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chapter five

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chapter five

  1. 1. Somatoform and Dissociative Disorders Chapter five
  2. 2. Somatoform Disorders <ul><li>Overly preoccupied with health and or body appearance </li></ul><ul><li>Usually no identifiable medical condition causing the physical complaints </li></ul>
  3. 3. Somatoform Disorders <ul><li>Hypochondriasis </li></ul><ul><li>Somatization disorder </li></ul><ul><li>Conversion disorder </li></ul><ul><li>Pain disorder </li></ul><ul><li>Body dysmorphic disorder </li></ul>
  4. 4. Hypochondriasis <ul><li>Physical complaints without a clear medical cause and severe anxiety focused on the possibility of having a serious illness </li></ul><ul><li>Medical reassurance does not seem to help </li></ul><ul><li>Comorbidity with anxiety and mood disorders </li></ul>
  5. 5. Hypochondriasis <ul><li>Anxiety and features of panic disorder </li></ul><ul><li>Expression of anxiety is different </li></ul><ul><ul><li>Preoccupation with physical symptoms </li></ul></ul><ul><li>Reassurance seems to have temporary impact at best </li></ul><ul><li>Disease Conviction: core diagnostic feature </li></ul>
  6. 6. Hypochondriasis <ul><li>Differs from illness phobia: fear of getting a disease </li></ul><ul><li>Hypochondriasis: fear they already have a disease </li></ul><ul><li>Chronic course </li></ul>
  7. 7. Hypochondriasis <ul><li>Distortions in cognition, perception and emotion </li></ul><ul><li>Interpret minor pain as threatening </li></ul><ul><li>Self focusing creates anxiety which leads to more symptoms </li></ul><ul><li>View of health as being completely symptom-free </li></ul>
  8. 8. Hypochondriasis <ul><li>Treatment? </li></ul><ul><li>CBT with focused reassurance </li></ul>
  9. 9. Somatization Disorder <ul><li>Extended history of physical complaints starting before age 30 and substantial impairment in social or occupational functioning </li></ul><ul><li>Multitude of symptoms </li></ul><ul><ul><li>4 pain </li></ul></ul><ul><ul><li>3 gastrointestinal </li></ul></ul><ul><ul><li>1 sexual </li></ul></ul><ul><ul><li>1 neurological </li></ul></ul>
  10. 10. Somatization Disorder <ul><li>Focus on symptoms instead of what they might mean </li></ul><ul><li>Often show little urgency to do anything about symptoms </li></ul><ul><li>Symptoms become major part of indentity </li></ul><ul><li>Most are unmarried women, lower SES </li></ul><ul><li>chronic </li></ul>
  11. 11. Somatization Disorder <ul><li>Family studies: link to antisocial personality disorder </li></ul><ul><li>Males more likely to show aggression </li></ul><ul><li>Females more likely to display dependence </li></ul><ul><li>No known effective treatment </li></ul><ul><li>Physician as “gatekeeper” </li></ul>
  12. 12. Conversion Disorder <ul><li>Physical malfunctioning without apparent physical cause </li></ul><ul><li>Often resemble neurological diseases </li></ul><ul><li>Usually apathy towards symptoms </li></ul><ul><li>Usually stressful precipitator </li></ul><ul><li>Extremely rare </li></ul>
  13. 13. Pain Disorder <ul><li>Psychological factors play a role in the persistence of pain </li></ul><ul><li>Pain is real </li></ul>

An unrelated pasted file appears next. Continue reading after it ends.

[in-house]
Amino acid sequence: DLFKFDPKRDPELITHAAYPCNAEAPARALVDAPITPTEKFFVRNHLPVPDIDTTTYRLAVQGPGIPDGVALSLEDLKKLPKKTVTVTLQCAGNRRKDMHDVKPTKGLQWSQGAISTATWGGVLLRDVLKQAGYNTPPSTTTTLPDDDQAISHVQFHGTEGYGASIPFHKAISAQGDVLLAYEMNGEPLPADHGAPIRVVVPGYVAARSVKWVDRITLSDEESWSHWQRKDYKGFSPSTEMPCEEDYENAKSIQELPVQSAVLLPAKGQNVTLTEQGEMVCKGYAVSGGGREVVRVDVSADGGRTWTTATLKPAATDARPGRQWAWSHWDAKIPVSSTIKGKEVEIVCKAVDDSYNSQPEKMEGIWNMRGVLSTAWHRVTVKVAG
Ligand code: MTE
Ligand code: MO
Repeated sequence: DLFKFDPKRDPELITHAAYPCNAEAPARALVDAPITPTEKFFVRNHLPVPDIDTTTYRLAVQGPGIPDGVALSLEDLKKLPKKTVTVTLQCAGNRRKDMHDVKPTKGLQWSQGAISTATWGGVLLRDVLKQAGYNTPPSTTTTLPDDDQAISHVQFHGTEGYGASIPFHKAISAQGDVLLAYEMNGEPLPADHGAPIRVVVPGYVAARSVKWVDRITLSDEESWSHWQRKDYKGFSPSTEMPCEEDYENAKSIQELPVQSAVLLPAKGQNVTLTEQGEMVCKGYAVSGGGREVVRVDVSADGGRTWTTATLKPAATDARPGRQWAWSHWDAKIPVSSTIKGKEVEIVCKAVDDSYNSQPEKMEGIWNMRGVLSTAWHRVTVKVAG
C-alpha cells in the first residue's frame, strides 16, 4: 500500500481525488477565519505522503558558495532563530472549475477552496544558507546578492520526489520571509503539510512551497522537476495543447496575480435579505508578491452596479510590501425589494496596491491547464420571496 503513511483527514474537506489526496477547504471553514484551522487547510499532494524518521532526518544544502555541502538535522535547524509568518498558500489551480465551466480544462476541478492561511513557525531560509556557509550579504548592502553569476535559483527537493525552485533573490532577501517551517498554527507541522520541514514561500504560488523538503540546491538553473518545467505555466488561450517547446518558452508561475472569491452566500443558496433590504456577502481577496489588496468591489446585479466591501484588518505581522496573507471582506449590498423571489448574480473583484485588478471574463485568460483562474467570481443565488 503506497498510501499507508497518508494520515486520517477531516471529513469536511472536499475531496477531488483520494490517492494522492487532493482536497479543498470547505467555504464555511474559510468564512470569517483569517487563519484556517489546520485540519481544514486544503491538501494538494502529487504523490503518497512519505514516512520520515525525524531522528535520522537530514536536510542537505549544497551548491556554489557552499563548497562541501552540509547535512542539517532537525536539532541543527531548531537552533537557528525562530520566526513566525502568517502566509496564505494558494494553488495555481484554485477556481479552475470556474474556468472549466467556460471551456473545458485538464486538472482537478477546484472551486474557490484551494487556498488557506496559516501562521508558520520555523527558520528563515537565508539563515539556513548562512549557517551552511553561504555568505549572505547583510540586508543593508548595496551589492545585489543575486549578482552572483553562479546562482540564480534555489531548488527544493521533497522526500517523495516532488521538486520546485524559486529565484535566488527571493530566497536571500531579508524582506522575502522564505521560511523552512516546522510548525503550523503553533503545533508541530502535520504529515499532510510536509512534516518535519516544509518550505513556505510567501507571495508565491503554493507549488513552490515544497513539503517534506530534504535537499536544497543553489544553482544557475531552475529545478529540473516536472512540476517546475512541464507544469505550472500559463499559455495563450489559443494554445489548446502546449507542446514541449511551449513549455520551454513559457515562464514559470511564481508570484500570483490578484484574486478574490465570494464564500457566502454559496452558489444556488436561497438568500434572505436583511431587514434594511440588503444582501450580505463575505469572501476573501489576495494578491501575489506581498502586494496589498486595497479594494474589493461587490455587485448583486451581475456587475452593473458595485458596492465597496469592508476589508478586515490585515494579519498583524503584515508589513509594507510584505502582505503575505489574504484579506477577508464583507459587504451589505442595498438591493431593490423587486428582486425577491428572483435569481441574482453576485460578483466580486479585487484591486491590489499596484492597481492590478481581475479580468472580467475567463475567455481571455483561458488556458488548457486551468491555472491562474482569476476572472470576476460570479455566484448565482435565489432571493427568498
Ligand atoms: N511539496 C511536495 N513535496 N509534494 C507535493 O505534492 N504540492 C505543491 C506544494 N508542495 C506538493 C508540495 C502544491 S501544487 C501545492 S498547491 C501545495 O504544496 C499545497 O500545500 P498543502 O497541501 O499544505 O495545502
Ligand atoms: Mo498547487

14. 14. Body Dysmorphic Disorder <ul><li>Preoccupation with imagined defect </li></ul><ul><li>Fixated on mirrors, engage in suicidal behavior, display ideas of reference and avoidance </li></ul><ul><li>Severe disruption of daily functioning </li></ul><ul><li>CBT and SSRI’s </li></ul><ul><li>Big business for plastic surgeons </li></ul>
  15. 15. Dissociative Disorders <ul><li>Depersonalization </li></ul><ul><ul><li>Distortion in perception </li></ul></ul><ul><ul><li>Sense or reality is lost </li></ul></ul><ul><ul><li>Person dissociates from reality </li></ul></ul><ul><li>Derealization </li></ul><ul><ul><li>Losing sense of external world </li></ul></ul><ul><li>Both can be panic and acute stress disorder </li></ul>
  16. 16. Dissociative Disorders <ul><li>Alterations or detachments in consciousness or identity involving either dissociation or depersonalization </li></ul><ul><li>Extreme variants on normal phenomena </li></ul>
  17. 17. Depersonalization Disorder <ul><li>Severe and frightening feelings of detachment and unreality </li></ul><ul><li>Very rare </li></ul><ul><li>Cognitive deficits </li></ul><ul><ul><li>Attention, short-term memory, spatial reasoning </li></ul></ul><ul><ul><li>Reports of tunnel vision and mind emptiness </li></ul></ul>
  18. 18. Dissociative Amnesia <ul><li>Psychogenic memory loss </li></ul><ul><li>Usually in females </li></ul><ul><li>Generalized </li></ul><ul><ul><li>Unable to recall anything including identity </li></ul></ul><ul><li>Selective (localized) </li></ul><ul><ul><li>Selective forgetting related to trauma </li></ul></ul>
  19. 19. Dissociative Fugue <ul><li>Leaves and may set up another identity in another place </li></ul><ul><li>Very rare </li></ul><ul><li>Inability to recall why or how they got there and little memory of the past </li></ul>
  20. 20. Dissociative Trance Disorder <ul><li>Attributed to spirit posession </li></ul>
  21. 21. Dissociative Identity Disorder (DID) <ul><li>Adoption of new identities </li></ul><ul><li>Often display unique behaviors, voice and posture </li></ul><ul><li>As many as 100 “Alters” </li></ul><ul><li>Host: identity that seeks treatment </li></ul><ul><li>Switch </li></ul><ul><li>Mostly female </li></ul><ul><li>Severe, chronic sexual abuse </li></ul>
  22. 22. Dissociative Identity Disorder (DID) <ul><li>Natural tendency to dissociate from negative affect related to abuse </li></ul><ul><li>Survival mechanism </li></ul><ul><li>Lack of social support while abuse is going on </li></ul><ul><li>Thought to be extreme subtype of PTSD </li></ul>

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